Jimmy Page and Robert Plant circa 1994, with full orchestral accompaniment.
Sometimes a piece of music comes like a force -- a force that serves to get you out of your head. A force that, in tornado-like fashion, makes it so there's nothing else you can think about. It's just you and that song. You and that singer. You and that guitarist.
I was in need of something like this, and want to thank my friend and former roommate Camila for sharing this video on Facebook. Camila is one of the few people I've met close in age to myself who appreciates the same music I do. When I suggested around midnight two autumn's ago in New York that we go to my boyfriend's friend's apartment all the way in Jersey City to hear/play music and drink and talk, she didn't hesitate for a second. She is one of those people with the beautiful capacity to do what feels right and fun and good in the moment, without even a millisecond's thought to what it will mean for the amount of sleep she'll get or how exhausted she'll be at work the next day or how silly it is to go all the way to Jersey-frikin-City on a rickety PATH train in the middle of the night.
I used to think that I was like that. But recently the ghosts of self-deprecation and doubt have re-emerged. From before I even knew how to write, I knew I wanted to be a writer. It was just this thing inside me -- this thing that echoed, "You need to tell stories." I didn't go through the motions kids tend to go through. I didn't want to be a singer or a trapeze artist or a doctor or a jet pilot. I just wanted to tell people's tales.
Though I'm technically freelancing and writing for a few places (and profoundly grateful for these opportunities), I'm so far from where I want to be and what I want to be doing with my writing. The goal was always immersive journalism/creative nonfiction. And I got a taste for it. I spent a few weeks shadowing buskers in Prague -- learning about their lives and passions and fears. I hung out in color pencil artist Marie Brozova's studio for a few days, watching her work and hearing her talk about fairies and goblins and ghouls as though they were real entities in her backyard (And to her, they are; I don't doubt it for a second.). Recently, I got to interview the Hartheim lads and talk music and celebrity culture and drugs and David Bowie. And that's the sort of stuff I love. But it's not the sort of work I'm getting. Whenever I pitch such pieces -- whenever I write them on my own and try getting them out there -- the dreaded but seemingly inevitable rejection email (or worse, no email at all) isn't far off.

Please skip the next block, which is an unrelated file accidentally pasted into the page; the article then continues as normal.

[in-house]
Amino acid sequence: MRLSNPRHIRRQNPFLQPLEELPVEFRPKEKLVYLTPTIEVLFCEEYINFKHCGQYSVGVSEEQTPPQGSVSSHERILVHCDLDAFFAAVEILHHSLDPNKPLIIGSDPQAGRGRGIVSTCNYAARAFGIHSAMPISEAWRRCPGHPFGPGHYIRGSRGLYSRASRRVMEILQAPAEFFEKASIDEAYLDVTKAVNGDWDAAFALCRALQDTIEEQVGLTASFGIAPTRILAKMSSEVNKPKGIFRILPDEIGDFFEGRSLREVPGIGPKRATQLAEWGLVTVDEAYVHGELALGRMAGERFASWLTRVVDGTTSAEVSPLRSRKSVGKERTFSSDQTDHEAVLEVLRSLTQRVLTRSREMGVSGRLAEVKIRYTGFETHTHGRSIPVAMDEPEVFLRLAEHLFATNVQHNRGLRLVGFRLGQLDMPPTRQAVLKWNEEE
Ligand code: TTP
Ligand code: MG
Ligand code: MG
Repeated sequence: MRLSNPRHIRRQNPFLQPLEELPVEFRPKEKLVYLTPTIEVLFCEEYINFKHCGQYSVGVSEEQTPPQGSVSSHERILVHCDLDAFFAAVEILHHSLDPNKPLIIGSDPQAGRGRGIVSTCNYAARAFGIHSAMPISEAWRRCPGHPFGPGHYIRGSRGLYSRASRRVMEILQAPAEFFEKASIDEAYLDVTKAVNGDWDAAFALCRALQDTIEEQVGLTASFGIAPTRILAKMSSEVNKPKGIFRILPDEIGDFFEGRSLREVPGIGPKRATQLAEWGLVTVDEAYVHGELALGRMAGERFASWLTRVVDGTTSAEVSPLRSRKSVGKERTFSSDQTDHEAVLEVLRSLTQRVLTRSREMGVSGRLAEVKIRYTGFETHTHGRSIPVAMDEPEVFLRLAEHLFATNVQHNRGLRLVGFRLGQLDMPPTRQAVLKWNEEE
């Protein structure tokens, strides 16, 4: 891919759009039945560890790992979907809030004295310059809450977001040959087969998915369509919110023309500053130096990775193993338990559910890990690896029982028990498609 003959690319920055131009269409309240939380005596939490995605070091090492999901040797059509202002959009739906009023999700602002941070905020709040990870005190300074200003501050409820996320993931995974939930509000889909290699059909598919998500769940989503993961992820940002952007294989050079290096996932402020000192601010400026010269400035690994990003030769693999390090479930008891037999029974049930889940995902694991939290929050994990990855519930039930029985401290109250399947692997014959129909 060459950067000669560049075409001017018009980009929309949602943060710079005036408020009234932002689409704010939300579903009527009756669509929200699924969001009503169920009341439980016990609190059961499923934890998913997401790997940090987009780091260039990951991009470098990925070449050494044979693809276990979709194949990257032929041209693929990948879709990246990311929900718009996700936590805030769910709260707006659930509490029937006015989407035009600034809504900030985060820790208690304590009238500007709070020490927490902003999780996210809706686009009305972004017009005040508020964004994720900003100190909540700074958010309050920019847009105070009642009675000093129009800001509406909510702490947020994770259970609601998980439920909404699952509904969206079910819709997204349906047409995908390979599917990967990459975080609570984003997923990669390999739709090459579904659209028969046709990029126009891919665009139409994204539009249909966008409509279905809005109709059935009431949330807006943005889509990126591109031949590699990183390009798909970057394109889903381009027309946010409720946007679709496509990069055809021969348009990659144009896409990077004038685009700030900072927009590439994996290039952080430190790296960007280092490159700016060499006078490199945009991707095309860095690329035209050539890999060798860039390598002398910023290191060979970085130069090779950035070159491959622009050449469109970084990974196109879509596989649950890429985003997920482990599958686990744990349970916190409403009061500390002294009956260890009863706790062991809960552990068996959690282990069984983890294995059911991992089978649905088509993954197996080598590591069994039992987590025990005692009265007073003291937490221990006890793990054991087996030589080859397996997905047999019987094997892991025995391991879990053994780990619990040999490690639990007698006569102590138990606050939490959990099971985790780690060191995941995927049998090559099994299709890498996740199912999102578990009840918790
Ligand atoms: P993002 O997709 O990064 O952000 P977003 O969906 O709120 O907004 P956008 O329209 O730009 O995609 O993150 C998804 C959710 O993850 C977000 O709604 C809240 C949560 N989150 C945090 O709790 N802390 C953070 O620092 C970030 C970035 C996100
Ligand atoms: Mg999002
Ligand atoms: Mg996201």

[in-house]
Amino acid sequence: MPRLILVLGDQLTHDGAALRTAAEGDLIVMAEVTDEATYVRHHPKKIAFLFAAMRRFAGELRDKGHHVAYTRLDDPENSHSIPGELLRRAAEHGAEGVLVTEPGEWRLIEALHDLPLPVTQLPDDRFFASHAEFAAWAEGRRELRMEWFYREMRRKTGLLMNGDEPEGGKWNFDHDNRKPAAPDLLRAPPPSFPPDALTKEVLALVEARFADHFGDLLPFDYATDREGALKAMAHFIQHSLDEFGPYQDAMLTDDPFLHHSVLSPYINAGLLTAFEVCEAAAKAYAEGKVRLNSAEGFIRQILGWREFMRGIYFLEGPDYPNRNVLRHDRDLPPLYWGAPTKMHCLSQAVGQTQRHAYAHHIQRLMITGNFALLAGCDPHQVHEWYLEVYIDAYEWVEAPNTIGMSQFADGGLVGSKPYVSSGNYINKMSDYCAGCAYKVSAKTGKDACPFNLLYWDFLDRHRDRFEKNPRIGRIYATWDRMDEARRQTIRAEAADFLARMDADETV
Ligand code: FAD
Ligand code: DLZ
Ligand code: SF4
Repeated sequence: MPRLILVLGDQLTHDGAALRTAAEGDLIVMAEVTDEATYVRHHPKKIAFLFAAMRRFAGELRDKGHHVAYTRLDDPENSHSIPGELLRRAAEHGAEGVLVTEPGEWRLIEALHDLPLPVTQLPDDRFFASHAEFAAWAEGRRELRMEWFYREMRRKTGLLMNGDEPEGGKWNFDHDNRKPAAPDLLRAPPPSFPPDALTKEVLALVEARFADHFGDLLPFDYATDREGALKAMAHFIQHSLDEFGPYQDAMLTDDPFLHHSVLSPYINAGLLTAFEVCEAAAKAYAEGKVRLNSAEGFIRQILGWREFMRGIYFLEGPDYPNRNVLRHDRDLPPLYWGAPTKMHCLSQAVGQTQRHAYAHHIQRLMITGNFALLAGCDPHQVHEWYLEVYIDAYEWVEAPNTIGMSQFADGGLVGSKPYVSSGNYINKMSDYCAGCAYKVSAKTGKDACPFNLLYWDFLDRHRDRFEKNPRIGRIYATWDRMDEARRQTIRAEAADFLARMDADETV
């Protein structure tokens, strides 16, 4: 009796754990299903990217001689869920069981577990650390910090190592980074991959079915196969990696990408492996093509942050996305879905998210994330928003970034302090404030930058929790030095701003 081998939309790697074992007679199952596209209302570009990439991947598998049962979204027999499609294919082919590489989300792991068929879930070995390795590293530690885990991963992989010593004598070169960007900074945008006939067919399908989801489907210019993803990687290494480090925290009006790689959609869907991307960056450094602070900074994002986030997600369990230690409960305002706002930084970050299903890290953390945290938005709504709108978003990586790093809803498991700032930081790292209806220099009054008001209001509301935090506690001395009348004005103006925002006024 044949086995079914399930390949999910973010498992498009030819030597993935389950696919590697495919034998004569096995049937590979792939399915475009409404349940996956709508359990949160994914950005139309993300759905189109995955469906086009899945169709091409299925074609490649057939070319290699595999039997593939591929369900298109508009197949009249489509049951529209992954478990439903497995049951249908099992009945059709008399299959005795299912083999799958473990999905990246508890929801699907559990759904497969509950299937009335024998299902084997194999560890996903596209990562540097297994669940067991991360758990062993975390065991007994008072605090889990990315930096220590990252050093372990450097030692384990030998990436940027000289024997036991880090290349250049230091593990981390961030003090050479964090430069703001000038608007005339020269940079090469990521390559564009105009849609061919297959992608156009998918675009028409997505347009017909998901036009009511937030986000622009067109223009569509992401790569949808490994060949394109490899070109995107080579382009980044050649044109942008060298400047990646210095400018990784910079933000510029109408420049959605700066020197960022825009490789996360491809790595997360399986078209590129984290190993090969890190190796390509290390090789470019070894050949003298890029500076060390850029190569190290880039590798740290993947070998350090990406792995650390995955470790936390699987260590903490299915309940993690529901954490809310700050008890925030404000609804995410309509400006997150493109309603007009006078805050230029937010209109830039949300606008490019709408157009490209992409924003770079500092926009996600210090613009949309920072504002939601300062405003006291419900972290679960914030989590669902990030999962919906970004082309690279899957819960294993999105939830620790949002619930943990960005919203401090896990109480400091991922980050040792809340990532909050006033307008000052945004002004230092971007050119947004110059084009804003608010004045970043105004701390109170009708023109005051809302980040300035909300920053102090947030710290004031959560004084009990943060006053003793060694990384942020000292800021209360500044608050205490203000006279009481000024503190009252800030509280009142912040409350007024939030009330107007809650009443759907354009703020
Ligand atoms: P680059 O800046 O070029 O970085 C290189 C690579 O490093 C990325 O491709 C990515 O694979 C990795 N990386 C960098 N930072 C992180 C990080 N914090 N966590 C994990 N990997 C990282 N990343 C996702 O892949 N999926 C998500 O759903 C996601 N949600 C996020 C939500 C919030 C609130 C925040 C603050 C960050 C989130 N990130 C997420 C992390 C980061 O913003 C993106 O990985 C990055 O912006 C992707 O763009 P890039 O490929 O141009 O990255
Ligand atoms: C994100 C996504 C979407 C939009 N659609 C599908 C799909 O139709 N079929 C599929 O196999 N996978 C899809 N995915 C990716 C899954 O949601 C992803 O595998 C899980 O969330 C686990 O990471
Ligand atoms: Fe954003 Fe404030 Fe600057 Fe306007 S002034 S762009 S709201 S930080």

It's funny, but I spend a lot of time writing fashion-related material on here and on Bustle. And that opens up some dichotomies for me. While I enjoy outfit posts and slideshows and roundups very much (especially when I can apply them to discussions of size acceptance and body confidence), I don't want to get to a point where that's all people know me for. I don't want to be a fashion journalist. That's not to say I have anything against fashion journalism. Unlike a lot of critics of the industry (and fashion in general) who perceive it as a vapid, materialistic practice, I find intrinsic value in it. Fashion is a form of self-expression. It can most definitely be an art. It is the one of the most straight-forward ways of saying something about yourself without having to say anything at all. But it's not my dream.
I still -- like always -- want to tell people's stories in a long-form, narrative kind of way. The problem is that recently, I've been doubting my ability to do so. I've had this same goal for so long that I'm starting to wonder whether it's even something I can do -- whether it's even something I'm good at -- and subsequently, whether I should be re-evaluating the future I carved for myself so long ago. At the same time, I have this idea for a collection of essays that will probably, when finished, be long enough to fill a book. I fully intend to cultivate and pursue this idea, because I think the idea in and of itself is good (and luckily, people are willing to help me with it). But whether I'm the person to do it... that is something else entirely.
Perhaps this sort of doubt is inevitable for us introverted types. I don't know. I've grown to see self-doubt as a favorable characteristic in people. I gravitate toward those who are humble and awkward and constantly questioning themselves. Normally I wouldn't load readers on here with all this, but I think of this blog as an outlet for expression, and that can manifest itself in various different ways. Including, it seems, in excruciatingly ranty complaints and questions and worries.